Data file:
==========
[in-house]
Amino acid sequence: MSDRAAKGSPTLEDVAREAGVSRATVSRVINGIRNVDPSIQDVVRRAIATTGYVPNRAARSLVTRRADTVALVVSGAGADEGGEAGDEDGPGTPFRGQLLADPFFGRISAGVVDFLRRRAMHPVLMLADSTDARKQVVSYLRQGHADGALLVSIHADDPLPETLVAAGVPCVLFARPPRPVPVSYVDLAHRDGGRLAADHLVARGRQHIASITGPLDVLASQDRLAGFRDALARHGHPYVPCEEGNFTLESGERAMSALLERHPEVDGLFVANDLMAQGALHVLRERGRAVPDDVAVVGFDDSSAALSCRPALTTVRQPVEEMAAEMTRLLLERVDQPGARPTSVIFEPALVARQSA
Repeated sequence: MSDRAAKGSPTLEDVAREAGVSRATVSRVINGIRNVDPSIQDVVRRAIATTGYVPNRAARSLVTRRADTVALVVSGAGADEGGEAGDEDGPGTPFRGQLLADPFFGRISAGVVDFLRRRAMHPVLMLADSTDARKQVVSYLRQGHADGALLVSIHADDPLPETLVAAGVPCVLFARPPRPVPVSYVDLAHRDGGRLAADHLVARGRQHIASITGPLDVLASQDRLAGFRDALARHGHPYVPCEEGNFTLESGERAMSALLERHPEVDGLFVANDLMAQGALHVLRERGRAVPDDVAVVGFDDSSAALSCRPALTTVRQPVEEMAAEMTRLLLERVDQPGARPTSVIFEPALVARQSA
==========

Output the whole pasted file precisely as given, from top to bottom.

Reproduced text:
[in-house]
Amino acid sequence: MSDRAAKGSPTLEDVAREAGVSRATVSRVINGIRNVDPSIQDVVRRAIATTGYVPNRAARSLVTRRADTVALVVSGAGADEGGEAGDEDGPGTPFRGQLLADPFFGRISAGVVDFLRRRAMHPVLMLADSTDARKQVVSYLRQGHADGALLVSIHADDPLPETLVAAGVPCVLFARPPRPVPVSYVDLAHRDGGRLAADHLVARGRQHIASITGPLDVLASQDRLAGFRDALARHGHPYVPCEEGNFTLESGERAMSALLERHPEVDGLFVANDLMAQGALHVLRERGRAVPDDVAVVGFDDSSAALSCRPALTTVRQPVEEMAAEMTRLLLERVDQPGARPTSVIFEPALVARQSA
Repeated sequence: MSDRAAKGSPTLEDVAREAGVSRATVSRVINGIRNVDPSIQDVVRRAIATTGYVPNRAARSLVTRRADTVALVVSGAGADEGGEAGDEDGPGTPFRGQLLADPFFGRISAGVVDFLRRRAMHPVLMLADSTDARKQVVSYLRQGHADGALLVSIHADDPLPETLVAAGVPCVLFARPPRPVPVSYVDLAHRDGGRLAADHLVARGRQHIASITGPLDVLASQDRLAGFRDALARHGHPYVPCEEGNFTLESGERAMSALLERHPEVDGLFVANDLMAQGALHVLRERGRAVPDDVAVVGFDDSSAALSCRPALTTVRQPVEEMAAEMTRLLLERVDQPGARPTSVIFEPALVARQSA